Papua New Guinea (PNG): If electoral violence occurs, what will be the types of incidents and tactics employed?
Definition of Electoral ViolenceElectoral violence is defined as 10 or more fatalities occurring in the 6 months before through 3 months after Election Day reported in credible open source media reports (for example, from sources such as BBC, Reuters, and AP). The fatalities must be reported as being specifically related to the election, electoral processes, candidates, parties, electoral issues, or election-related demonstrations.
Definitions of Types of Incidents/TacticsCrimes Against Humanity are those acts of violence committed on a scale and orchestration that international transitional justice mechanisms can be engaged to prosecute the perpetrators; scale defined as 500 or more fatalities or 1000 or more injured.
Shootings are injuries resulting from the use of firearms, where 10 or more are injured.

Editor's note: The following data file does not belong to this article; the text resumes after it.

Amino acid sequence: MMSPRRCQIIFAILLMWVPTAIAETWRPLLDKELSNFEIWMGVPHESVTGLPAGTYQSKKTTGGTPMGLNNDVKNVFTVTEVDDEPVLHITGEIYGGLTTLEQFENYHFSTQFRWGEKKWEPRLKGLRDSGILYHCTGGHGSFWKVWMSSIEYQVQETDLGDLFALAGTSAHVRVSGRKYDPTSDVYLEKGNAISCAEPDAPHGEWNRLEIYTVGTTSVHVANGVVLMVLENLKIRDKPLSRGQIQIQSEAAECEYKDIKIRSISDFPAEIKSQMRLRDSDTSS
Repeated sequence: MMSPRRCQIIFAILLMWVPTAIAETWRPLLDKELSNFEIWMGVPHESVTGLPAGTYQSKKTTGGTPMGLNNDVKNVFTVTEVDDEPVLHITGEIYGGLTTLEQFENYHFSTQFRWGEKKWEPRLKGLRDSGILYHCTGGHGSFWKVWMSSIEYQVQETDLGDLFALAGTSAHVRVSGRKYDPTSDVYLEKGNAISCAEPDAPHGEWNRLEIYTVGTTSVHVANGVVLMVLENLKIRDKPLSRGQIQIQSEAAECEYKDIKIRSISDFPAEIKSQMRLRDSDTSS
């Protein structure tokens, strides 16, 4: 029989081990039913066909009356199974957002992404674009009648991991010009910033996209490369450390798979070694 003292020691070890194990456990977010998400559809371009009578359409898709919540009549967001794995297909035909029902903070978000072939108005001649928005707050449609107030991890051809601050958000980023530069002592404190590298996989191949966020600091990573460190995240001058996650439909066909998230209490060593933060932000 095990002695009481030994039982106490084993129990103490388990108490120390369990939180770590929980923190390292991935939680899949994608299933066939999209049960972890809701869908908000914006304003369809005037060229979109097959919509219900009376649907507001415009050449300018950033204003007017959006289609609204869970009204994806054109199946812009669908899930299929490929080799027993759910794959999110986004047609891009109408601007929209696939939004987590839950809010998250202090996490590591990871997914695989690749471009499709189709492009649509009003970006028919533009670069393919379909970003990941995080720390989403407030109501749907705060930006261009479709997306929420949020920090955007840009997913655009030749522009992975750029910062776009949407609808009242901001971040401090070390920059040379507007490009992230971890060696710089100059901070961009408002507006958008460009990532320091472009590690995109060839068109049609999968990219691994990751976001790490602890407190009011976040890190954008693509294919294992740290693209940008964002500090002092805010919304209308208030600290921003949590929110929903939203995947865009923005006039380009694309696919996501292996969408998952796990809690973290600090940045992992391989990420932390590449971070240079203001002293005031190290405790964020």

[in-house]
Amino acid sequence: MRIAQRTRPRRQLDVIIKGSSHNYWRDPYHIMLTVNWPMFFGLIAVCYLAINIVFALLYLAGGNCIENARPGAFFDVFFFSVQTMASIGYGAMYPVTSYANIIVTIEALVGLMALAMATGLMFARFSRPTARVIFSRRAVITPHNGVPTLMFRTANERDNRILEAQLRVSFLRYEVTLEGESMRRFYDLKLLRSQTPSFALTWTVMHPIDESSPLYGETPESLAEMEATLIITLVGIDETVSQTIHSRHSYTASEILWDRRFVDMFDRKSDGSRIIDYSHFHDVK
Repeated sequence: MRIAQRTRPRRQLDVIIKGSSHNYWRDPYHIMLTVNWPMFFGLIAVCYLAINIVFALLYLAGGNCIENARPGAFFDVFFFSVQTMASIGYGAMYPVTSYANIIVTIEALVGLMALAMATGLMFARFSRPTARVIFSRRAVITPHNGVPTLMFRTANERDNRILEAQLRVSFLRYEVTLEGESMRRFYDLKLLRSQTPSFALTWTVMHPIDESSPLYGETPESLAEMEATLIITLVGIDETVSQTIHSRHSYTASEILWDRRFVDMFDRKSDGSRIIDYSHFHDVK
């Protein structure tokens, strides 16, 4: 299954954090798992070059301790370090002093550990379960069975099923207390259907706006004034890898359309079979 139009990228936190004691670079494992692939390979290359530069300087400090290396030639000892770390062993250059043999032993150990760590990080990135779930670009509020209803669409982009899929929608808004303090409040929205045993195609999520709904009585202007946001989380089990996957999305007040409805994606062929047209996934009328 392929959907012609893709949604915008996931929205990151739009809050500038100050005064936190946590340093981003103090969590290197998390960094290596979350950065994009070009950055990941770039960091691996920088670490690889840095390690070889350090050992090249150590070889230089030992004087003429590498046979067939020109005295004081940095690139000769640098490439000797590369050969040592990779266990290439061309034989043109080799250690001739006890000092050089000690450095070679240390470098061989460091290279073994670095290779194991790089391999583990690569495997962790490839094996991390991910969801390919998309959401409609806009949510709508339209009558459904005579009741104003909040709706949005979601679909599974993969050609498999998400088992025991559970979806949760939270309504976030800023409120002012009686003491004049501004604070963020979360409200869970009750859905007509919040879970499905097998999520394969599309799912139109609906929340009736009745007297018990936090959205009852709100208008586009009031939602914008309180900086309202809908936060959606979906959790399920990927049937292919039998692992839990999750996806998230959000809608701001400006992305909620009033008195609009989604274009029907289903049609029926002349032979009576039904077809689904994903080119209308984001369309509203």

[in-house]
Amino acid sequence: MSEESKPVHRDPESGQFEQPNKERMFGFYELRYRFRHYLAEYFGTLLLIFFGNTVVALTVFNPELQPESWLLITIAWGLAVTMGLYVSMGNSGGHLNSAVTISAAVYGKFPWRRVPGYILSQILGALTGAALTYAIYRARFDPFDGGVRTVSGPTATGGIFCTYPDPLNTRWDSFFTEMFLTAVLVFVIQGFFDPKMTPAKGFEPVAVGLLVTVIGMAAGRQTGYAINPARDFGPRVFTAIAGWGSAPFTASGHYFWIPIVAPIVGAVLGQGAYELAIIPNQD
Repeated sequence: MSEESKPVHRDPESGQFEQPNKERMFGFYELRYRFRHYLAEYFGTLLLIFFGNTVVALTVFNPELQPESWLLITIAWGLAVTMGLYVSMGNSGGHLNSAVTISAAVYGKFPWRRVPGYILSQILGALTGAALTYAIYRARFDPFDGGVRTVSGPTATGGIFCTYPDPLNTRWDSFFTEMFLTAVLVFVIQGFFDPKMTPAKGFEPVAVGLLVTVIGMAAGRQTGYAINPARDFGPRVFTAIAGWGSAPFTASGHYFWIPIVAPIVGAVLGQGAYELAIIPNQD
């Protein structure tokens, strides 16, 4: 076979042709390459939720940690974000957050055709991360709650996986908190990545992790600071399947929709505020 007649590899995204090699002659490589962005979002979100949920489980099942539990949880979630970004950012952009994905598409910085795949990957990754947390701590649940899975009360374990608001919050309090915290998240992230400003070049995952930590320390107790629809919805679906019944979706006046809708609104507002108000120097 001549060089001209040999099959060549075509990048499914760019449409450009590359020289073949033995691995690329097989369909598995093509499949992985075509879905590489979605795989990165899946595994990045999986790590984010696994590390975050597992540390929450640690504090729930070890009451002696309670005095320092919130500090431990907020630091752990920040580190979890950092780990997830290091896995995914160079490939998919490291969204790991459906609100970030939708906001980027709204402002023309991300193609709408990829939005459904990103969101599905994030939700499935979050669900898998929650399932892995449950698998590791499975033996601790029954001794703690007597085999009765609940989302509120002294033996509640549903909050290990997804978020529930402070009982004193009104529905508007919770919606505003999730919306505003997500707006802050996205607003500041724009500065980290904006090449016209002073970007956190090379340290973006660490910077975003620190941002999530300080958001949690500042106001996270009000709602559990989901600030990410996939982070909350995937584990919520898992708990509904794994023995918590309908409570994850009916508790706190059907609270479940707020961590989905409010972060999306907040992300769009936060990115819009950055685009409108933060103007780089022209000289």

Strategic Displacement is the deliberate and violent dislocation of individuals from their homes for the purposes of voter suppression, where over 500 people are displaced.
Physical Assaults are physical and weapon beatings, stabbings, and projectiles on individuals or groups of individuals at events, resulting in over 100 injured.
Sexual Assaults are rapes or other forcible sexual attacks, threshold of 10 or more incidents.
Political or Electoral Property Damage or Destructionincludes candidate and political party offices, candidate or electoral officials’ homes, vehicles, warehouses with electoral materials, registration and polling sites; 5 or more incidents reported.
Violent Protests are street demonstrations with violence perpetrated by either the protesters themselves, political opponents of the protesters, or by security forces’ responses to the protests. Threshold of 1 or more documented, intentional injury must be reported in 3 or more separate protests.
Bombings are one or more EV-related bombings resulting in at least 10 fatalities. 'Bombings' are defined as the use of explosive devices by non-state actors, including improvised and conventional devices.